- Total interventions: 4-6 thoughtful interactions between org <> customer per year
Steph loved scaling CS in this way because, in her words, “I knew there was likely a significant amount of opportunity hiding in plain sight” with that volume of customers. And boy was she right.
According to Steph, the company scaled this cohort of customers from 1,500 across four Scaled CSMs to 2,400 customers (and $66 Million in total ACV) across six Scaled CSMs because of the success of the program. That’s an $11 Million book-of-business per CSM!
Steph and her three CSM counterparts were responsible for building playbooks that leaned heavily on automation to offer these customers:
- Mid-implementation check-ins
- Final implementation QA check-ins
- Two optional Technical Business Reviews (TBRs) per year, with one 120 days before renewal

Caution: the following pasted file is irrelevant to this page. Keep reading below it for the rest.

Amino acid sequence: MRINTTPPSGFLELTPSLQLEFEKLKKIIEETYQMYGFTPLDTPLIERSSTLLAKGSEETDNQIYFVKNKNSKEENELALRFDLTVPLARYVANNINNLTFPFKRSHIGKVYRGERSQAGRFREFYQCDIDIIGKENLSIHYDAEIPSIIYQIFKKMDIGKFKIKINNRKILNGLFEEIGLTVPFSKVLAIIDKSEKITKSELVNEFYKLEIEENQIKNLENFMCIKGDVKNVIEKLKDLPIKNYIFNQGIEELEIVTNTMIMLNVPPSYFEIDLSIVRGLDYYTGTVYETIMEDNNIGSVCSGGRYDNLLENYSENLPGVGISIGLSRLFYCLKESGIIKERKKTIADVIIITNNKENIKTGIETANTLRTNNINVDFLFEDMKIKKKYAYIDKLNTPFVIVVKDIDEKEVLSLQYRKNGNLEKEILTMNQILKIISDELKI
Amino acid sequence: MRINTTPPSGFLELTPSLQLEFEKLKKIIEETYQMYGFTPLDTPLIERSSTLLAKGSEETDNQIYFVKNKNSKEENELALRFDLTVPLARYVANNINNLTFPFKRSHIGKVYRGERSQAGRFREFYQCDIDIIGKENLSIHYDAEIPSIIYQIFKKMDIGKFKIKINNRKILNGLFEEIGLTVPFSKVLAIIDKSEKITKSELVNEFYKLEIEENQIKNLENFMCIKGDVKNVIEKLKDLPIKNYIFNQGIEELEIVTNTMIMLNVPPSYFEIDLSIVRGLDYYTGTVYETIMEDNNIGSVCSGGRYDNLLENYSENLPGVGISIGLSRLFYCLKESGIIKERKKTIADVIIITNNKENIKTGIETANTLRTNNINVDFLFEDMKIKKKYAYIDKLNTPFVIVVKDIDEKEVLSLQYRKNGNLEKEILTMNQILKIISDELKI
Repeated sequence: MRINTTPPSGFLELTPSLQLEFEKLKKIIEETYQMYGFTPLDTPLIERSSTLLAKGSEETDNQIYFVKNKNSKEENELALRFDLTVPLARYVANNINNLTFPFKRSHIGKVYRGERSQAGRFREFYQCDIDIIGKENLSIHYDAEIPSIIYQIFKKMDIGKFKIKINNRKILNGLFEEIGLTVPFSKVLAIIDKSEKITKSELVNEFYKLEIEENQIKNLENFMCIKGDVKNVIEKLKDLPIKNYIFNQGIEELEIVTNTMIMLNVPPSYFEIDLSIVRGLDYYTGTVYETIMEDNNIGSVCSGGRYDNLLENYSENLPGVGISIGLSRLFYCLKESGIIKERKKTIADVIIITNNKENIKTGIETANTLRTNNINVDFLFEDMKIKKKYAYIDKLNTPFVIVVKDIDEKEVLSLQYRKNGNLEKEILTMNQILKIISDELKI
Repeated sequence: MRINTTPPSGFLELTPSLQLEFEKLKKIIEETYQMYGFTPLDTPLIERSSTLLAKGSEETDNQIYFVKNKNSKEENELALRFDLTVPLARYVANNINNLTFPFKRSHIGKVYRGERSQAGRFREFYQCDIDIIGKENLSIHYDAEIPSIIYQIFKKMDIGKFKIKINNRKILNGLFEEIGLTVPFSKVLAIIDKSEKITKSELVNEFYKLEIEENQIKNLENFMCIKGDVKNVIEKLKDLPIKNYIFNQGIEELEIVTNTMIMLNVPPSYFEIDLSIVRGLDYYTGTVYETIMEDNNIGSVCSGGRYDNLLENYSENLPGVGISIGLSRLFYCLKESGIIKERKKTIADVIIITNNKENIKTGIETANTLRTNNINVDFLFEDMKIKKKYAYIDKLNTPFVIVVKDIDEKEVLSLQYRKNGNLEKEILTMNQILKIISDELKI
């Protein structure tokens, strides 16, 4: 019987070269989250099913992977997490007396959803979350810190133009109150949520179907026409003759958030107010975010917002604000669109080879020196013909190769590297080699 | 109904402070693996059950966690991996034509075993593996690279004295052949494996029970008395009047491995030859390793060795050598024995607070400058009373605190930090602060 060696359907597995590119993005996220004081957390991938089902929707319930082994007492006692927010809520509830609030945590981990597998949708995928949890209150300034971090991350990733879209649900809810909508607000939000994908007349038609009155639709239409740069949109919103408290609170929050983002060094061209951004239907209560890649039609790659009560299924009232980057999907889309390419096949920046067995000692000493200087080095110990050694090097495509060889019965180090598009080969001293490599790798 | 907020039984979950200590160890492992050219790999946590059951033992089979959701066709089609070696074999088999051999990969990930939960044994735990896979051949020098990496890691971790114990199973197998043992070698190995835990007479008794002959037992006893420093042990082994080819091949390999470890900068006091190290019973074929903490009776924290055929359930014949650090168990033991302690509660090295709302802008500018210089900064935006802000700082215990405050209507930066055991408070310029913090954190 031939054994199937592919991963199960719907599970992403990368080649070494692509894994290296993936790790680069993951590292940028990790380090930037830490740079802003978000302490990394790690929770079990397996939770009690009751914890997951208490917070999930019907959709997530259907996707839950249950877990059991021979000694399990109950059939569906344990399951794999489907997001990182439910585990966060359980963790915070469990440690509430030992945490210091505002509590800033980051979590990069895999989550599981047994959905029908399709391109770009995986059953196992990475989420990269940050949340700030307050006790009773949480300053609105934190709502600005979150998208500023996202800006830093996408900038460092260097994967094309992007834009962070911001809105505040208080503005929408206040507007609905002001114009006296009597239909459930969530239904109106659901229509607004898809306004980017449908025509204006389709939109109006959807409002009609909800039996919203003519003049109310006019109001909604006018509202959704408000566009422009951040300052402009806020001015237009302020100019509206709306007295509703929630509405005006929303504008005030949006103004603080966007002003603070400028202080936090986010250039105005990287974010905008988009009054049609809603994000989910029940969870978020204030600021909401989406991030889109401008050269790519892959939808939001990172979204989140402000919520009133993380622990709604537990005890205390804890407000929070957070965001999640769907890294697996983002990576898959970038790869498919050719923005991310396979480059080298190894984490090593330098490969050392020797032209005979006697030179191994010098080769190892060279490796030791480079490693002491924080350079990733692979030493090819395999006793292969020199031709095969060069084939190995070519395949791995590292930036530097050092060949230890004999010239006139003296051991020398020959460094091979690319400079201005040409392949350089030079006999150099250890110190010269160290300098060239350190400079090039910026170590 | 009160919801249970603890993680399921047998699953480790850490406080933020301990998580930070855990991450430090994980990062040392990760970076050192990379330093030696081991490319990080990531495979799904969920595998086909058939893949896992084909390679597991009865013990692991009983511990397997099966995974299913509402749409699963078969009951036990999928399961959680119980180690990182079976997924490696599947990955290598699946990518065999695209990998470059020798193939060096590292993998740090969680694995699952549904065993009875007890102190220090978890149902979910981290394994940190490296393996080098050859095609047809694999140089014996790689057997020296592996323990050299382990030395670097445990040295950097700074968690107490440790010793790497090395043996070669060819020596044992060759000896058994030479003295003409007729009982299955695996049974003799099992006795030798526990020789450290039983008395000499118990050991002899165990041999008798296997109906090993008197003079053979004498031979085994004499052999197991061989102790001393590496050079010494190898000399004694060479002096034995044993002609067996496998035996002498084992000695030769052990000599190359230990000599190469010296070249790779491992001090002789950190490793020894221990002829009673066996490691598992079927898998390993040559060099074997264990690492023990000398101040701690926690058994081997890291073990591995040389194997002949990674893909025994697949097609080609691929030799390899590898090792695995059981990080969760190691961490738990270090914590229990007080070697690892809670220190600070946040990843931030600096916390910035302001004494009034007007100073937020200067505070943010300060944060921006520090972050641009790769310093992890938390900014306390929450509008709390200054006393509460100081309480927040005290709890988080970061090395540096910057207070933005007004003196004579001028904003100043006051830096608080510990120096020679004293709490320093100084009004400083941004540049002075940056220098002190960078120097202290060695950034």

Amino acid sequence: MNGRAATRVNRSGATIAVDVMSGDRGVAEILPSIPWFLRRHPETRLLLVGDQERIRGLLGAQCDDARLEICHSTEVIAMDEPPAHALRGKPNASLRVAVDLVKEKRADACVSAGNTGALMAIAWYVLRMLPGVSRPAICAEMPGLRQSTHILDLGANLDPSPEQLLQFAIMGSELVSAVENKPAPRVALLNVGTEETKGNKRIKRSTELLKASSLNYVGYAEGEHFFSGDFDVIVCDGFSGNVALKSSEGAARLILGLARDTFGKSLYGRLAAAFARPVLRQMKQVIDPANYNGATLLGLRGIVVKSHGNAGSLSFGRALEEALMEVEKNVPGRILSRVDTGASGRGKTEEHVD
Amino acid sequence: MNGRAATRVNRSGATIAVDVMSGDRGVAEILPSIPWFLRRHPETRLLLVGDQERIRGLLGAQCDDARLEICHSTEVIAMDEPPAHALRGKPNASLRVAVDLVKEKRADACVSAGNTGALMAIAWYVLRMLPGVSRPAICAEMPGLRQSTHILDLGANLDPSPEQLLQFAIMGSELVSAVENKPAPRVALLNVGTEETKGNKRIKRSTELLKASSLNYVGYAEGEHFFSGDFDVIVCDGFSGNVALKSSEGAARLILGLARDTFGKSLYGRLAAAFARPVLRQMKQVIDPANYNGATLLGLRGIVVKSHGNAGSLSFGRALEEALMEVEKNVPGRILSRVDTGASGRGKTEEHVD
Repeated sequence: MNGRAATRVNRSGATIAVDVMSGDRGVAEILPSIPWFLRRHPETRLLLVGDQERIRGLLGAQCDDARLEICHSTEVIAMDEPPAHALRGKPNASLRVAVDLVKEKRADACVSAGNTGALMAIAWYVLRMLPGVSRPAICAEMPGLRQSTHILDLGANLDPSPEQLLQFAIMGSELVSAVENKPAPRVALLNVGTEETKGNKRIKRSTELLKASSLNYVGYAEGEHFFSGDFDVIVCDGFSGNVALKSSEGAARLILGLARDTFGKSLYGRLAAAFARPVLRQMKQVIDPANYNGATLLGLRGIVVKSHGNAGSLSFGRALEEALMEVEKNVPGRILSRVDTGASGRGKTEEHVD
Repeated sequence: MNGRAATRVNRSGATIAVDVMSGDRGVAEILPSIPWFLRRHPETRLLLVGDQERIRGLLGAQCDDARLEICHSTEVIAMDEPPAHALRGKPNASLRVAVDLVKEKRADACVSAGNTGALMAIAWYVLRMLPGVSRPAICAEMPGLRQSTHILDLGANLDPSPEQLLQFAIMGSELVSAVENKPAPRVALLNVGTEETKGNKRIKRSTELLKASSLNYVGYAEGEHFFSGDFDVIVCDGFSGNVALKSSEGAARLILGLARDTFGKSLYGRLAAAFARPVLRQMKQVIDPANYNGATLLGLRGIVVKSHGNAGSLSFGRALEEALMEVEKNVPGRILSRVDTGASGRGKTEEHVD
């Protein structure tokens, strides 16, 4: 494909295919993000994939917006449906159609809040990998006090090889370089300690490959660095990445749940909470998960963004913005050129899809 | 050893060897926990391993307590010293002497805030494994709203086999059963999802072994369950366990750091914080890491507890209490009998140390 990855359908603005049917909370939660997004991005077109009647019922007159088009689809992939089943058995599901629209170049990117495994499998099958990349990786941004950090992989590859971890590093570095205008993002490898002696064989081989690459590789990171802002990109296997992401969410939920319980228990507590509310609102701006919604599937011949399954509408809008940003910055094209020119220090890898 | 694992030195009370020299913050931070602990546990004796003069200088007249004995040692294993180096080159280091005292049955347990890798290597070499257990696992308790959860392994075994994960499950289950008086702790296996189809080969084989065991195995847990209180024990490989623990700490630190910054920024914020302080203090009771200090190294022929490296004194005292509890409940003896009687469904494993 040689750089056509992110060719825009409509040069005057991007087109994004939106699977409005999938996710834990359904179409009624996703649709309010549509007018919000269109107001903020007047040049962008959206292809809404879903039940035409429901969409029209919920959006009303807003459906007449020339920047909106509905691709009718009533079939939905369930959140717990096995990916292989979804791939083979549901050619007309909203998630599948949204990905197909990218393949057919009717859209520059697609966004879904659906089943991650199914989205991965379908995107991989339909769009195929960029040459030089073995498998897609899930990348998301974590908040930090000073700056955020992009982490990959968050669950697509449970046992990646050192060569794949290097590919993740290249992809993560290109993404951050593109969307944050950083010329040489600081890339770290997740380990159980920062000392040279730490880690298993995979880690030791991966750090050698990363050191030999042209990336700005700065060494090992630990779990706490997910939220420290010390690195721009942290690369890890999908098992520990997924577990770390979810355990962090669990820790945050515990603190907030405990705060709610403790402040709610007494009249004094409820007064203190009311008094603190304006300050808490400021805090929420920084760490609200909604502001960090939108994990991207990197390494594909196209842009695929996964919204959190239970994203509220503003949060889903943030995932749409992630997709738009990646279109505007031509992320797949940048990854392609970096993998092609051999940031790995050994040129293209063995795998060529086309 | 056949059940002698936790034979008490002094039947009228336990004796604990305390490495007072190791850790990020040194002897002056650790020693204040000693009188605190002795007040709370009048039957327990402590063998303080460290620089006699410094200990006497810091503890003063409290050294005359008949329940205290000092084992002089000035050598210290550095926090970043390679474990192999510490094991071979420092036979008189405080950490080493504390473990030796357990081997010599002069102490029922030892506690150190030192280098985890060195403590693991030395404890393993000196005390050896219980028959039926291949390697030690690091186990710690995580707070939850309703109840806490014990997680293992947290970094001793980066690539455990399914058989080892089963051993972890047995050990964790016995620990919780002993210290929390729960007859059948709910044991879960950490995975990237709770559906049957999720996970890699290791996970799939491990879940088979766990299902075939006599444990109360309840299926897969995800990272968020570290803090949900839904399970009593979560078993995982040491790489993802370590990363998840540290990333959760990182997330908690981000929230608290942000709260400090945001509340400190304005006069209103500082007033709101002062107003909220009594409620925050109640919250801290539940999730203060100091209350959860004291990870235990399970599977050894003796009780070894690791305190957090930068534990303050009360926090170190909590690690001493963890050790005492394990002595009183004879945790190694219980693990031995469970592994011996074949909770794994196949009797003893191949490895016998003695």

- Strategic interventions
And by “strategic interventions,” she means things like targeted emails with content based on customers’ latest product usage data. Or friendly reminders about overages with the easy option to upgrade. There were even triggers in place to quickly and personally follow up with customers who filled out surveys that resulted in a low NPS.
Most notably in this scaled motion, Steph and her team created tailored landing pages based on typical customer profiles where customers could proactively book out-of-the-box product workshops and info sessions just for them.
Thanks to 4-6 excellent customer interventions per year, targeted content, and available-by-request access to CSMs, Steph and her three other teammates boosted retention and expansion by leaps and bounds. So much so that another organization swept her up to run Scaled Idea #2 for them…
Scaled Idea #2: Find the Hidden Dollars in Your Enterprise Accounts
At first glance, using scaled CS practices on your biggest logos may sound crazy. But when the goal is to expand your big-name logos who aren’t spending as much as they probably could, it makes great sense. That’s what Steph set out to do with this second strategic scaled program.
The Fast Facts
- Total CSMs involved: Just 2
- Qualifying criteria for a customer: Enterprise-level logos spending <$100K in ARR